Fifty-eight percent (n=198,462) of the total patients had filled ≥1 topical antibiotic prescription, of which approximately 20% (n=38,774) of patients filled prescriptions for combination antibiotic + corticosteroid products.
Uveitis specialists and rheumatologists differ significantly in their most-selected first-choice treatment option for patients with anterior scleritis, according to new findings from a survey by researchers at the University of Colorado.
The Food and Drug Administration (FDA) has permitted the marketing of a novel balloon device, The Aera Eustachian Tube Balloon Dilation System (Acclarent), to treat persistent Eustachian tube dysfunction (ETD).
Further investigation of the addition of amphotericin B to Optisol-GS, the most commonly used corneal storage medium in the United States, is warranted, according to research published online Febraury 25 in JAMA Ophthalmology.
Use of the label "pink eye" vs. "eye infection" is associated with increased parent intent to use antibiotics despite parents being informed about antibiotics' ineffectiveness for treating symptoms.
A new study in the Centers for Disease Control and Prevention (CDC)'s Morbidity and Mortality Weekly Report (MMWR) found that the overwhelming majority of contact lens wearers admit to engaging in at least one hygiene habit that may put them at risk for an eye infection.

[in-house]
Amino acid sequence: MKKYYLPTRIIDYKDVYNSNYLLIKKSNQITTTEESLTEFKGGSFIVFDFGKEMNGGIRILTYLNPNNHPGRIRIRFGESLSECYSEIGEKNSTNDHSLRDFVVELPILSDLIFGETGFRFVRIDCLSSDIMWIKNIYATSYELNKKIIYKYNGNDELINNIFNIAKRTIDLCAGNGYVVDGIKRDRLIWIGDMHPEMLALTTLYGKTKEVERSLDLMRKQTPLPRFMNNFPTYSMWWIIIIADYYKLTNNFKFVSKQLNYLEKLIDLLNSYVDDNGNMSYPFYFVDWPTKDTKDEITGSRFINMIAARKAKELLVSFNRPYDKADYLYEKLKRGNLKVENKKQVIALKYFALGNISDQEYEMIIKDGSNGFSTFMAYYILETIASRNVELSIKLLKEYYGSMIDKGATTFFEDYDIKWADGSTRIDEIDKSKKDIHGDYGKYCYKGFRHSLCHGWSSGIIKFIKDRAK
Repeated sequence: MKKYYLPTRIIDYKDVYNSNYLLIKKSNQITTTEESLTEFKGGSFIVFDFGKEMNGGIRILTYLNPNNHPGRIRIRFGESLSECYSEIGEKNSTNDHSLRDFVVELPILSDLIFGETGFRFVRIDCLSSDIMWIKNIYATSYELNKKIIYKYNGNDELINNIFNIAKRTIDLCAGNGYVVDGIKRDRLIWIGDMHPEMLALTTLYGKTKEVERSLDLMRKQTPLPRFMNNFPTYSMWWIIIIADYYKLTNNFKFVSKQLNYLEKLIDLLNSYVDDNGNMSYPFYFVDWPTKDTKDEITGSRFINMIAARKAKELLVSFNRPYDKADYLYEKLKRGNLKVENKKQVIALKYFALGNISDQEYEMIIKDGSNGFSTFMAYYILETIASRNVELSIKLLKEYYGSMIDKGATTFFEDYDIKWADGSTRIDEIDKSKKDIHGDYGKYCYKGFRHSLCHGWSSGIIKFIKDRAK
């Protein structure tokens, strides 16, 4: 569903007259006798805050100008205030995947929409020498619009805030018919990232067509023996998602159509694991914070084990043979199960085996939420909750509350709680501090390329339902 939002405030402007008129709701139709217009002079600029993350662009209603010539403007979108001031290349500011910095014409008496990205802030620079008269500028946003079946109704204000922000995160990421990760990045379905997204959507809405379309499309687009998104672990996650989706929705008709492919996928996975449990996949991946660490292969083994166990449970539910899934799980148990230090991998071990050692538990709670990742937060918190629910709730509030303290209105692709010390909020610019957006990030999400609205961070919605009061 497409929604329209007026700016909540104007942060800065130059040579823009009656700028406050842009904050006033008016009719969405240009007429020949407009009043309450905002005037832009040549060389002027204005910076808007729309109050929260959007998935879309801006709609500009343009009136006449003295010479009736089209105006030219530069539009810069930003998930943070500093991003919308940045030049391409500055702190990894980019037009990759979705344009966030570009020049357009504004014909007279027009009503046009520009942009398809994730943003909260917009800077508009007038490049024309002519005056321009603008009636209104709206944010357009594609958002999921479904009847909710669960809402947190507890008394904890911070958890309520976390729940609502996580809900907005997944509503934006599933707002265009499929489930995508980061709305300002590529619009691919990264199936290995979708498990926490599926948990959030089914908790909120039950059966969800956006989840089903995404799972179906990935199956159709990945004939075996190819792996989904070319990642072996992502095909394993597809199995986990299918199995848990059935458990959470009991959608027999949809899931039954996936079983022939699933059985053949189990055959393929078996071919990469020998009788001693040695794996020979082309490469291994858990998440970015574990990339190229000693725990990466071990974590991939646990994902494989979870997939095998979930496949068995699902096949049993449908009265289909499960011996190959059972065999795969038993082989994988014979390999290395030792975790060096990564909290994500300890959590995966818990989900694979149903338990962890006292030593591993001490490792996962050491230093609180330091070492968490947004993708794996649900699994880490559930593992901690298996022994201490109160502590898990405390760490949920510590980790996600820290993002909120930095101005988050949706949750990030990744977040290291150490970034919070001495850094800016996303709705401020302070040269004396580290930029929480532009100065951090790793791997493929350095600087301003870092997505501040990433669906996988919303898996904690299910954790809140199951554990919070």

Bacterial biofilms are associated with ocular prostheses, according to a letter to the editor published in Clinical & Experimental Ophthalmology.
NovaBay announced that the Food and Drug Administration (FDA) has cleared the intelli-Case for use with hydrogen peroxide solutions.
Changes in bacteria populations may be one reason why people who wear contact lenses are more prone to eye infections, a new study suggests.
There is considerable worldwide variation in antibiotic prescribing practices following eyelid surgery, according to a study in JAMA Ophthalmology.
The Centers for Disease Control and Prevention (CDC) has issued a clinical advisory on ocular syphilis due to recent confirmed and suspected cases in several states.
Nearly one million patient visits are made to doctors offices, outpatient clinics, and emergency departments for keratitis each year in the United States, with contact lens wear as the single largest risk factor for microbial keratitis.